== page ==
The Hohokam people are believed to have migrated up to the Arizona portion of the Sonoran Desert somewhere between 5,000 and 2,000 years ago. They were sophisticated desert farmers who built ball courts, platform mounds and the largest system of irrigation canals in Pre-Columbian North America. Current theory proposes that they were a Uto-Aztecan people who originally migrated north from central Mexico and their modern living descendants are believed to be the Tohono O'Odham and the Akimel O'Odham (Pima) people who still reside in the SouthCentral area of Arizona. The Hohokam were desert agricultural experts and came to depend on a certain core group of desert plants for their survival, many of which they purposely cultivated as they migrated into new and unfamiliar territory. Their time here is marked by petroglyphs on the canyon walls, canals that still divert rainwater runoff in the foothills and the descendants of that original core group of plants that now find themselves much further north than might have been possible without human co-operation.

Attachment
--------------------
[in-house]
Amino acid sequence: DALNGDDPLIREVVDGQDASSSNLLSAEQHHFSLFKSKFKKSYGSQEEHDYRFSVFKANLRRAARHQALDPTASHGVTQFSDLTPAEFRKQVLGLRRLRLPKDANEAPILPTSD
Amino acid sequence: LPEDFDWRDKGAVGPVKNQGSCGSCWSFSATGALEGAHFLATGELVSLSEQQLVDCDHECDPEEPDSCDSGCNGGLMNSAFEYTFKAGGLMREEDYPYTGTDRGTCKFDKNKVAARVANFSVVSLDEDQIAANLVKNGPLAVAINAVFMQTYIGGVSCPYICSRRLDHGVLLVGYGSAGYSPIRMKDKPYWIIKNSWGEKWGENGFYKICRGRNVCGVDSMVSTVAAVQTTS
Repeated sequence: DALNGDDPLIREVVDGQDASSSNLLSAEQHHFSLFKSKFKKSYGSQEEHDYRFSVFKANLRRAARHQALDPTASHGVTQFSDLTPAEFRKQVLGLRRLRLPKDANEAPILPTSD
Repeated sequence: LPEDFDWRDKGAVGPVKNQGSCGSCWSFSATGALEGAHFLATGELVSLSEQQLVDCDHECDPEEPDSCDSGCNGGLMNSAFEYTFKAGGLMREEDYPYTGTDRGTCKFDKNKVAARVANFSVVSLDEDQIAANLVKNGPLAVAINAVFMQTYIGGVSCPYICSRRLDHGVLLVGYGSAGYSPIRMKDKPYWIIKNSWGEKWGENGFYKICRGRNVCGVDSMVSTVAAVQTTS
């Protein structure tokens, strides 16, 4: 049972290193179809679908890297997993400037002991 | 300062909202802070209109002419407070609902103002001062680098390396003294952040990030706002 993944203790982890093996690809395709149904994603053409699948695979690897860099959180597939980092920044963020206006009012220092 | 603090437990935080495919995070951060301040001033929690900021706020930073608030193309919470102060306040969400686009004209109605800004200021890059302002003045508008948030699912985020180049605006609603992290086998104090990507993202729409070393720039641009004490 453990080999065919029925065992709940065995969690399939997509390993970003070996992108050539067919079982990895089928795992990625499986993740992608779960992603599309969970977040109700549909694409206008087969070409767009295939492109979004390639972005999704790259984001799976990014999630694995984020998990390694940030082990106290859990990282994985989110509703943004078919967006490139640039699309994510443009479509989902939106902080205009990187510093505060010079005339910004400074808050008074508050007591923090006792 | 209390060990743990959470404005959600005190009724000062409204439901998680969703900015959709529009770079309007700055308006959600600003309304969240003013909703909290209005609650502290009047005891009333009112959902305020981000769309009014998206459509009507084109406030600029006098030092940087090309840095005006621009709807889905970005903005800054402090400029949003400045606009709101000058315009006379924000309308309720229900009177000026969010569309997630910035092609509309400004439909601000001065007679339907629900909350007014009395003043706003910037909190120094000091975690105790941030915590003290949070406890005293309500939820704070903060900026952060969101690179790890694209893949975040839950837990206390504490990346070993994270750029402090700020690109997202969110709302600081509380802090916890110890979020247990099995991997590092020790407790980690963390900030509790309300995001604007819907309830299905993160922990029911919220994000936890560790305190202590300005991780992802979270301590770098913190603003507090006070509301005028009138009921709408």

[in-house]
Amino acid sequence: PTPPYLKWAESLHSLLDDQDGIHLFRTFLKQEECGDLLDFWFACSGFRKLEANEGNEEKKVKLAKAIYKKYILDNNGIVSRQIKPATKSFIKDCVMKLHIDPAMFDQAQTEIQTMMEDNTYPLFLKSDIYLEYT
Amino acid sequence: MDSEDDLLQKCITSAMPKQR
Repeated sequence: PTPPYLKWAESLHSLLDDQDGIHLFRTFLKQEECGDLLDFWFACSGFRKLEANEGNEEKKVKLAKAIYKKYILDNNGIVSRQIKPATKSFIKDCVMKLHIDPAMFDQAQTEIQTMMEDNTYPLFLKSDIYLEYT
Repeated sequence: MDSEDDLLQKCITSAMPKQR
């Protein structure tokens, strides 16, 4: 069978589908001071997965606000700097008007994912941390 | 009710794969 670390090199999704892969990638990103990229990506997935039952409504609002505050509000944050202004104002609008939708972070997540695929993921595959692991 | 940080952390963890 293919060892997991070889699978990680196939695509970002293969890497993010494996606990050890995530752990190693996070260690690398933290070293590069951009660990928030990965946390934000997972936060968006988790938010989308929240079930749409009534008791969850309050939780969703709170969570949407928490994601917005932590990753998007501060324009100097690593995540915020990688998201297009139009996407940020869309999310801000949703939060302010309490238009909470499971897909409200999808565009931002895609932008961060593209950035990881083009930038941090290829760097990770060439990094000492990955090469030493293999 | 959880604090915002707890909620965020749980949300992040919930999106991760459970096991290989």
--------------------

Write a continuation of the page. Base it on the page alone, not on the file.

It is worth noting that in remarkable instances like the Hohokam, humans have been directly responsible for the worldwide success of many species of plants. In addition to the Tohono O’Odham and Akimel O’Odham people, the modern Comcaac or Seri people who live along the coast of Sonora, Mexico, are also Uto-Aztecan descendants, they live in one of the driest landscapes on the continent. The Seri have never cultivated domestic plants or raised domestic animals, except dogs, but they do carry certain species of wild plants and animals with them as they migrate across the desert and the sea, thereby encouraging a continued broadening of the “natural” range for these organisms. Living in a harsh and unforgiving environment often imparts a conservational effect on indigenous culture—when survival is difficult, those measures that have worked in the past are adhered to—including abstractions like cosmological contexts and spiritual orientations intertwined with the practicality of traditional migration routes. There exists a wide variety of cultural practices the world over for people to experience a reverent and spiritual interaction with the world around them. The turning of the wheel of the year with traditional planting and harvesting times, seasonal migration routes with familiar landmarks, even greeting card holidays that invoke childhood memories can all serve as cultural markers of certain spiritually significant events. Likewise, societies the world over utilize a number of different methods for producing religious experiences, including, but not limited to, praying, fasting, singing, dancing, drumming, chanting, physical austerities, and mind altering sacred medicines. Some cultures seek profound spiritual experiences as a part of every person’s life, while others reserve such experiences to those few who dedicate their lives to such spiritual service.